Face-to-face with Maoist group: PLFI claims it's fighting corruption
Coming face to face with Dinesh Gope, chief of the People’s Liberation Front of India (PLFI) that has built a reputation for cruelty and ruthlessness over the past decade, is no easy task.ranchi Updated: May 12, 2015 10:37 IST
Coming face to face with Dinesh Gope, chief of the People’s Liberation Front of India (PLFI) that has built a reputation for cruelty and ruthlessness over the past decade, is no easy task.
Gope, a 33-year-old former soldier, is always on the move because he is under the constant surveillance of intelligence agencies and security forces. After more than two months of persistent efforts, Hindustan Times visited a PLFI camp deep inside forests along the Jharkhand-Odisha border on Saturday and interacted with Gope, the first time any national newspaper has met the rebel leader.
The two emissaries sent by Gope to guide the HT team to his hideout had said we should be extremely careful because he trusted no one.
The journey began early on Saturday in a private vehicle from Ranchi and it took almost four hours to reach the hills along the Jharkhand-Odisha boundary. The HT team waited at a school run by the PLFI in an area surrounded by hills for 20 minutes when Gope and his men appeared on four motorcycles. We were asked to surrender our camera.
While Gope sat down for a discussion, his men spread out over a radius of 100 metres. The interview had just begun when his sharp eyes spotted two SUVs speeding towards us. Within seconds his guards raised an alert – “Saheb force hai (Sir, it’s the security forces)”. Gope apologised and left.
Video: PLFI members brandishing arms along Jharkhand-Odisha border
The troops in the SUVs, led by Rania police station in-charge Dinesh Prajapati, accosted us we left in a different direction. We were grilled for half an hour and allowed to leave only after we surrendered our identity cards.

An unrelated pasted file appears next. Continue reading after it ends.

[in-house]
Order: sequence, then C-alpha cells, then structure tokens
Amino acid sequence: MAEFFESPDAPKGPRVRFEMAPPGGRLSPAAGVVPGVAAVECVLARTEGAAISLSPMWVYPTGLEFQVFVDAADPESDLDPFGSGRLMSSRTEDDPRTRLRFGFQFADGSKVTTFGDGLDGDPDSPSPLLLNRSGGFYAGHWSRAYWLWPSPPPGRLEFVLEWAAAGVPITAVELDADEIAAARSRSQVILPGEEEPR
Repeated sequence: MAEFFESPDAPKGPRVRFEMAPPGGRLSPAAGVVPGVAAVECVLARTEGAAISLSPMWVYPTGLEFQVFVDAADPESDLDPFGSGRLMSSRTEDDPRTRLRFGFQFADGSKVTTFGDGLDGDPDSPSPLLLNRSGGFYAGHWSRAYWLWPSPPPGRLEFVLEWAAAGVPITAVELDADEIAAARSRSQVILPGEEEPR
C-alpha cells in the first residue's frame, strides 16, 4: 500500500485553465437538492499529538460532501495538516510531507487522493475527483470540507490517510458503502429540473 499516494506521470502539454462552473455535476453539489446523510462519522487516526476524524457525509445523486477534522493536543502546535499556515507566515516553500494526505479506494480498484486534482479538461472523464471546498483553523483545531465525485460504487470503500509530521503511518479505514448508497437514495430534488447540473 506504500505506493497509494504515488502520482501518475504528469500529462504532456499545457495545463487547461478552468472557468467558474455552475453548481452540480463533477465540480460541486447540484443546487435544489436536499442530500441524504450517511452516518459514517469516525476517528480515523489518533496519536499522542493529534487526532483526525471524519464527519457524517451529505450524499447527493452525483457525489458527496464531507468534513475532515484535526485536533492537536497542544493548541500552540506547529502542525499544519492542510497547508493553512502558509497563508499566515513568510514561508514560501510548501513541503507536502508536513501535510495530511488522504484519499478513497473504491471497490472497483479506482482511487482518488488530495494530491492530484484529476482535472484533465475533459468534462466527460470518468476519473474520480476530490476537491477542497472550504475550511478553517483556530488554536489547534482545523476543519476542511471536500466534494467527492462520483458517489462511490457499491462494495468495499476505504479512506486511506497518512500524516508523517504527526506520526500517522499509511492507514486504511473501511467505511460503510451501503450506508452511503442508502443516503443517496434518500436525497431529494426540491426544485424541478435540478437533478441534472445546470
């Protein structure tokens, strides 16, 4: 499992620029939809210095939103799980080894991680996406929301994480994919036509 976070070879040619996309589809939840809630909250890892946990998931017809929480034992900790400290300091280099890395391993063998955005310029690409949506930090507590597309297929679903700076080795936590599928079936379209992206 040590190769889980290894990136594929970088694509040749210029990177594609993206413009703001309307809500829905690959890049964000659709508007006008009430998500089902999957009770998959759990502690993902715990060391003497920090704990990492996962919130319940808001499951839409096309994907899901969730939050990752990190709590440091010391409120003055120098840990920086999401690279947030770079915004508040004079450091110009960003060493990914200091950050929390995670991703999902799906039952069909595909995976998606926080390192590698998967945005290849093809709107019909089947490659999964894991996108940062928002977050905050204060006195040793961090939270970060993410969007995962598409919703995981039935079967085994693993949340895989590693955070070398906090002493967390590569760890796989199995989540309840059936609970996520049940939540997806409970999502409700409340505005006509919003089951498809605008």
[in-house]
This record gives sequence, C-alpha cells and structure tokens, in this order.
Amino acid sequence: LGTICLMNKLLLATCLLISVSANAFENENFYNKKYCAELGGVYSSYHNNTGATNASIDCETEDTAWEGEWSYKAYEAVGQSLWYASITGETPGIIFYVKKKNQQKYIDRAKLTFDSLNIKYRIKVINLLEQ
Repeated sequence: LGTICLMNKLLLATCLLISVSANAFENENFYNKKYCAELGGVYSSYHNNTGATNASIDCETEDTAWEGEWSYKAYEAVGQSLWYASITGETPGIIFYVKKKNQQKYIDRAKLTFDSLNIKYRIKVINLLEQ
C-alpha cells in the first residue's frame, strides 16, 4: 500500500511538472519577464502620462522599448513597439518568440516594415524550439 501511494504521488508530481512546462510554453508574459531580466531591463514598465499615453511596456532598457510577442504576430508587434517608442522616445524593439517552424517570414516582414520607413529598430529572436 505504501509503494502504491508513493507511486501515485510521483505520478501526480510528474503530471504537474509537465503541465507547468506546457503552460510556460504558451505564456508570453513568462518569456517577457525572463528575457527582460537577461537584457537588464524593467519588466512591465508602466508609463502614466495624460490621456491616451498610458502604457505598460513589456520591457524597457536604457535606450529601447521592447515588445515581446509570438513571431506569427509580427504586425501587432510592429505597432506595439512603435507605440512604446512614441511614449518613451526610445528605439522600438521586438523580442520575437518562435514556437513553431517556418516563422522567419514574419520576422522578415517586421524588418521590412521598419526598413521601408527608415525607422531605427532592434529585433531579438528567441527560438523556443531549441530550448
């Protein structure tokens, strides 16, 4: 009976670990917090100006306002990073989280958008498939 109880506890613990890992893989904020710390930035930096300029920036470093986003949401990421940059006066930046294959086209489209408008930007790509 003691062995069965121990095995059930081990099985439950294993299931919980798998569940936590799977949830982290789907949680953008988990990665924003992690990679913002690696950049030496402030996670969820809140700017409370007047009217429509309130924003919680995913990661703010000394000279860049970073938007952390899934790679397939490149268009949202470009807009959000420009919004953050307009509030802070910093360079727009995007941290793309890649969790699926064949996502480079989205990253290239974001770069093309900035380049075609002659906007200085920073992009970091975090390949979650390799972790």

Two hours later, we a got a call from Gope to reach a different location – a temple built by the PLFI deeper inside the forests. There was virtually no road as we drove through fields and wastelands, crossed hills and rivulets to reach the destination.
On the way, we came across armed men talking on phones, apparently informing Gope of our movements. It was getting dark when we arrived. Gope and his men were waiting for us.
After we surrendered our phones, the interview began and ran late into the night as Gope patiently replied to all our queries. It was after many requests that he agreed to be photographed with his men, albeit with their faces covered.
Long before the Islamic State became known for its brutal executions, the PLFI, which has its origins in Jharkhand, was allegedly killing people by slitting throats, beheading, severing limbs and even chopping them into pieces.
Today, the PLFI has spread its influence to Odisha, Chhattisgarh, Bihar and West Bengal and the mere mention of its name spells fear. It is now giving its parent group, the CPI-Maoists, and the police a run for their money.
PFLI rebels have built a reputation of being brutal in its methods. (Parwaz Khan/ HT Photo)
Despite losing more than 100 cadres in fighting with rival groups and security forces and having an equal number locked up in jails of the five states, the PLFI’s strength is increasing by the day.
The Jharkhand Police recently launched two operations – Karo I and Karo II – and spent crores to wipe out the PLFI but failed to make a dent. PLFI leaders continue to hold their own in strongholds and move around freely in villages and even towns.
Gope claimed the group’s “philanthropic work” is making it popular among the neglected tribespeople and poor in the countryside. As he spoke, more than half a dozen members of the group stood on a desolate landscape with shrubs and trees, clad in jeans and brandishing AK-47s.